Date of Award
Master of Science
M. A. Sharp
L. N. Skold, J. R. Fleming
Hydrology is usually defined as the study of the occurrence and distribution of water over and within the earth’s surface and the accompanying basic natural laws and phenomena (2). It treats specifically of the occurrence of water on the earth, the description of the earth with respect to water, the physical effect of water on the earth, and the relation of water to life on the earth (6).
The hydrologic cycle is a descriptive term applied to the general circulation of water from the seas to the atmosphere, to the ground and back to the seas again. The cycle may be considered to begin at any point, but normally the oceans are considered as the beginning points. Water from the oceans is evaporated into the atmosphere. This vapor is condensed by various processes and falls to the earth as precipitation. Some of this precipitation falls directly into the oceans, and some falls on the land surfaces. A portion of that falling on the land is retained temporarily in the soil, in surface depressions, and on vegetation and other objects until it is returned to the atmosphere by evaporation and transpiration. The remainder of the water, moving by surface and underground channels to rivers, lakes, and eventually to the oceans, is also subject to evaporation and transpiration throughout its travels (6).
The foregoing description of the hydrologic cycle is greatly oversimplified. Actually, all phases of the cycle are occurring simultaneously. On a world-wide basis the volumes of moisture involved in each phase of the cycle are relatively constant, but when viewed in terms of a limited area, such as a small river basin, the quantities in any part of the cycle vary through wide limits. These variations are the primary subjects of the primary objects of study in hydrology. For example, a temporary unbalance of the cycle in which great volumes of water are concentrated in the streams results in a flood. Conversely, small or negligible amounts of water in the precipitation phase of the cycle lead to drought (6).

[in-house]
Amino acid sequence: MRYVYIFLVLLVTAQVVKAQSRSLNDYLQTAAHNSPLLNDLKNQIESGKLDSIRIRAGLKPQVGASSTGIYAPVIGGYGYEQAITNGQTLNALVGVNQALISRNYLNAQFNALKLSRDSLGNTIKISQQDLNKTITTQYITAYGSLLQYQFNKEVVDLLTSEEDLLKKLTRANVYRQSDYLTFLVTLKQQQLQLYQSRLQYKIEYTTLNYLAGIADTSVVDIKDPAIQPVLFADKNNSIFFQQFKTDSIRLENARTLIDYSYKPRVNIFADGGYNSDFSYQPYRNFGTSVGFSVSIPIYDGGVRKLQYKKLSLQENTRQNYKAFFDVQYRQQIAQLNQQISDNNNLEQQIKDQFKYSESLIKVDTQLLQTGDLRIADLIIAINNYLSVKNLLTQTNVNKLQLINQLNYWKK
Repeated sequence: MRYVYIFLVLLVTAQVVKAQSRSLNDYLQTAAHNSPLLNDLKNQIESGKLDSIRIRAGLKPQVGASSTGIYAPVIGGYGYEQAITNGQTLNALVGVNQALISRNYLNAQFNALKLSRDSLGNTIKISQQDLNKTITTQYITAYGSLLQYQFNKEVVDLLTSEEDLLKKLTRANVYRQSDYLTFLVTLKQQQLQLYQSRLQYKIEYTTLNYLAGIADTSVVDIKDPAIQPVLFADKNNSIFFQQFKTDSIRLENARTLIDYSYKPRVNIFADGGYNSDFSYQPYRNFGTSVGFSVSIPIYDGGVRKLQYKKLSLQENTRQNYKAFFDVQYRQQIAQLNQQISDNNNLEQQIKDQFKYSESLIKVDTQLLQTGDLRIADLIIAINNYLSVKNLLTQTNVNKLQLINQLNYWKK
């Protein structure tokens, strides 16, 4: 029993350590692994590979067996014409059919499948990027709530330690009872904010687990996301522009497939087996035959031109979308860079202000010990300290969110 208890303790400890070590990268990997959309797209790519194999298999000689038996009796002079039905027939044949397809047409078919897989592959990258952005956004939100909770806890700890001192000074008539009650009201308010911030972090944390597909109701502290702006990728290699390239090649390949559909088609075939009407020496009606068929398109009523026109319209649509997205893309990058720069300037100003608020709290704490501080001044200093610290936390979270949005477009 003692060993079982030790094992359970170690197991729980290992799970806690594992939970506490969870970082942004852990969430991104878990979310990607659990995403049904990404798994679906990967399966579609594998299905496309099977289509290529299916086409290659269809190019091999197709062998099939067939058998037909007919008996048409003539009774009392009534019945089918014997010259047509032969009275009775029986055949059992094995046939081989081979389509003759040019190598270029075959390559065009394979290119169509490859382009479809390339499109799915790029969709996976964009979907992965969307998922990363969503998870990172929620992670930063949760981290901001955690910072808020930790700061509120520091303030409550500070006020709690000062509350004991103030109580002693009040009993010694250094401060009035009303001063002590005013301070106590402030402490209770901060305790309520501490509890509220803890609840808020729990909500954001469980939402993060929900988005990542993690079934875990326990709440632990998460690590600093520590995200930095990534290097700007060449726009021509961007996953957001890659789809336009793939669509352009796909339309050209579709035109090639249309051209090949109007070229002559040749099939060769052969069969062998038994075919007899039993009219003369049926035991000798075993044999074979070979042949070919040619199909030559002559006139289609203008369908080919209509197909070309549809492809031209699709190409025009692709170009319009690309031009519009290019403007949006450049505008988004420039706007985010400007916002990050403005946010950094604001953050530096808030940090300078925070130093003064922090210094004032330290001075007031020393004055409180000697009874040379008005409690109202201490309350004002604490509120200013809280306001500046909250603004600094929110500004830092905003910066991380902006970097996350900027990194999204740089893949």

The problem in this particular case is to firmly establish the hydrologic characteristics of the Cane Creek watershed so that any changes in the hydrologic relationships wrought by the application of proposed conservation practices may be detected.
In making such a study, an analysis must be made of past hydrologic records of the watershed, or for some phases of such a study, the records from adjacent areas may be used. These hydrologic records should include records of precipitation, stream flow, and temperature.
By the use of the above-mentioned records the hydrologic characteristics of a particular area, such as the Came Creek watershed, may be firmly established. In the establishment of the hydrologic characteristics of an area, a study is normally made of monthly and annual precipitation, monthly and annual stream flow, rainfall-runoff relationship, storm relationships, and other pertinent relationships that would aid in defining the hydrology of the area.
Zellner, Bernard High, "A study of the hydrology of the Cane Creek watershed. " Master's Thesis, University of Tennessee, 1952.